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Lightyear isn't just a toy anymore 

Buzz Lightyear (voiced by Chris Evans), a tenacious space ranger, teams up with a ragtag team of rookies to defeat a vicious army of robots, led by the mysterious Zurg (voiced by James Brolin). (100 min.)

Editor's note: Staff Writer Bulbul Rajagopal and Calendar Editor Caleb Wiseblood filled in for regular reviewers Glen and Anna Starkey.

click to enlarge A DIFFERENT KIND OF BUZZ Chris Evans voices the iconic space ranger, Buzz Lightyear, in Pixar's latest animated adventure, Lightyear. - IMAGE COURTESY OF PIXAR
  • Image Courtesy Of Pixar
  • A DIFFERENT KIND OF BUZZ Chris Evans voices the iconic space ranger, Buzz Lightyear, in Pixar's latest animated adventure, Lightyear.

Caleb The first frame of Lightyear casually informs the audience that we're about to watch a movie within a movie. The Buzz Lightyear we all know from Toy Story is a Tim Allen-voiced action figure based on the hero of a 1995 outer space spectacle—the one we're about to experience for ourselves, 27 years after its fictional release date. But Lightyear doesn't always feel like a product of the '90s, although it's littered with references to the era. My favorite nod is a shot of Buzz trying to fix a Nintendo-esque cartridge by blowing on it, which millennials will remember works every time. But the film's plot reminded me more of 2014's Interstellar than any sci-fi movie I grew up watching. Lightyear opens with its titular space ranger and a fleet of his peers stranded on a strange planet. The crew's main ship is severely damaged, and it needs an experimental hyperspace fuel in order to operate again. Buzz tasks himself with attempting to reach hyperspace speed with a smaller rocket several times, but at a cost. Each time Buzz returns from a failed attempt, all of his peers have aged about four years, while he doesn't age at all. Buzz is determined to continue the mission though, and gradually watches as his friends and neighbors grow decades older than him, with some heartbreaking results. If that sounds heavy for a Pixar movie, just remember how the opening 10 minutes of both Finding Nemo and Up made you feel.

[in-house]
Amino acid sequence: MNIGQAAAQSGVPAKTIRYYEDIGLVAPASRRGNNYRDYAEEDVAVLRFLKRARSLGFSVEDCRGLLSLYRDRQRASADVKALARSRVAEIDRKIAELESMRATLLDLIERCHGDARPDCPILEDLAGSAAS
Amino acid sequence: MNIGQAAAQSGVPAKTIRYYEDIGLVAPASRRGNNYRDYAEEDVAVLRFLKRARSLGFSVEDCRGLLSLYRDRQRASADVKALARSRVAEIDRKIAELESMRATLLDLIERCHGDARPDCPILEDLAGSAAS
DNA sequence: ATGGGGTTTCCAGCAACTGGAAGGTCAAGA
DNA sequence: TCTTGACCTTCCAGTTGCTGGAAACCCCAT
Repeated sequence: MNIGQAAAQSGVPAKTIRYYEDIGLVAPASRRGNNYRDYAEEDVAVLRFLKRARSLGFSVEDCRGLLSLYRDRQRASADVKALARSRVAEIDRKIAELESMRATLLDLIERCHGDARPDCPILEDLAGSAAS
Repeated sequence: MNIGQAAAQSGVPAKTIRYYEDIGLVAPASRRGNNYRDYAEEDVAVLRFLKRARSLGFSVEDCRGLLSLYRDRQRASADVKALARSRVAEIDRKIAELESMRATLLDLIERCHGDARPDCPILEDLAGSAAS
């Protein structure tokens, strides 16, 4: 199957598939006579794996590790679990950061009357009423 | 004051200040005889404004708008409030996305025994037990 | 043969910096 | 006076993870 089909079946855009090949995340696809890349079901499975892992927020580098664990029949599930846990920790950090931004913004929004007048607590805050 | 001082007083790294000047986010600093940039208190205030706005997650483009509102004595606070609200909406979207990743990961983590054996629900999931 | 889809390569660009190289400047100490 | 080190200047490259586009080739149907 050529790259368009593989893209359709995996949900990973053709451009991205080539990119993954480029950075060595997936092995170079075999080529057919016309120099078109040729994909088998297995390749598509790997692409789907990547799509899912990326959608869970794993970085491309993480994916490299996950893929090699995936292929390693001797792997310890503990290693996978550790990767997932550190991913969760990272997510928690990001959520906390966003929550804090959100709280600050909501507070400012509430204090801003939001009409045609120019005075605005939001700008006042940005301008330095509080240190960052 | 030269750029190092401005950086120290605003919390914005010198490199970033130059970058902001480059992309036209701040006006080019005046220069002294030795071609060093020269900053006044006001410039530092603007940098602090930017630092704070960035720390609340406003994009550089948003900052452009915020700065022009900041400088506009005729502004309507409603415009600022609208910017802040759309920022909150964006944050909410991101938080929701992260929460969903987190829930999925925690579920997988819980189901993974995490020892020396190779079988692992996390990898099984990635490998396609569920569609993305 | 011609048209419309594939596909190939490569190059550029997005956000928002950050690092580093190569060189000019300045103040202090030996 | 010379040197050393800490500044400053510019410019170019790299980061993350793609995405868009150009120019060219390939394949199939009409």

Bulbul I didn't have high hopes for this movie at all. I went in wondering who this movie was made for. The Toy Story movies perfectly aligned with my growing-up years, and I thought Lightyear waited too long to come out to be a hit with people my age and older or with kids. But boy, am I glad to be wrong! The movie's packed with well-timed, smart jokes and just the right amount of nostalgia. Plus, if your kids are too young to grasp the greatness of Top Gun: Maverick, take them to watch this instead. Buzz Lightyear and Pete "Maverick" Mitchell could very well be two sides of the same coin. The '80s and '90s are back—what a great time to go to the movies again. Evans fits as the new voice of Buzz—he does have experience playing a do-gooder Marvel crusader, after all. We also get to see Buzz paired with a robotic cat (voiced by Peter Sohn), and a cobbled-together team of misfits voiced by Taika Waititi, Keke Palmer, and Dale Soules. They must find a way to work together, complete an ever-delayed mission, and get home. But will Buzz's pride, guilt, and disdain for rookies stand in their way? Big themes for a kids' movie, but there's that poignant Pixar touch.

Caleb Evans does sound like he's having a lot of fun in the role. I'll personally always prefer Allen's voice as Buzz, but Evans was a great choice for this iteration of the iconic astronaut. Having said that, I can't imagine another actor trying to fill Tom Hanks' shoes—or should I say, boots—if Pixar decided to give Woody the Lightyear treatment. And why stop there? Lightyear could open the floodgates for an entire Toy Story cinematic universe. I would love to see Mr. Potato Head, Bo Peep, Rex, and Slink get their own stand-alone flicks someday. Until then, I'll have to make do with Buzz's solo outing, which I'm not complaining about. Like many Pixar films (I can't vouch for the few I've missed over the years), Lightyear is full of humor, heart, and childlike wonderment but never feels like it was only made with kids in mind. If I was stranded on a deserted planet, the Pixar movie I would want with me is Monsters Inc., but Lightyear is a solid addition to the studio's pantheon.

Bulbul Lightyear sure did seem like a hit with the crowd at the Downtown SLO theater. Kids, parents, and senior citizens alike laughed and cheered throughout. They even clapped at the end—it's definitely been a while since I've seen that, and I go to the movies a lot. Speaking of ends, don't get up and leave immediately. There's not one but two post-credits scenes. Lightyear's premise is fresh. It's pitched as the movie that launched little Andy's (from the Toy Story series) love for the space ranger and his toy counterpart. I can totally see why. I think every kid who enjoyed Toy Story wanted to be Andy in a way because he had talking toys. By watching Lightyear, you kinda get to be Andy for a bit because you get to imagine what he must have felt when he viewed it. If I were one of those kids in the movie theater, I'd totally pester my mom to get me a Buzz Lightyear action figure as soon as the lights went on. Δ

Staff Writer Bulbul Rajagopal and Calendar Editor Caleb Wiseblood wrote Split Screen this week. Send comments to [email protected].


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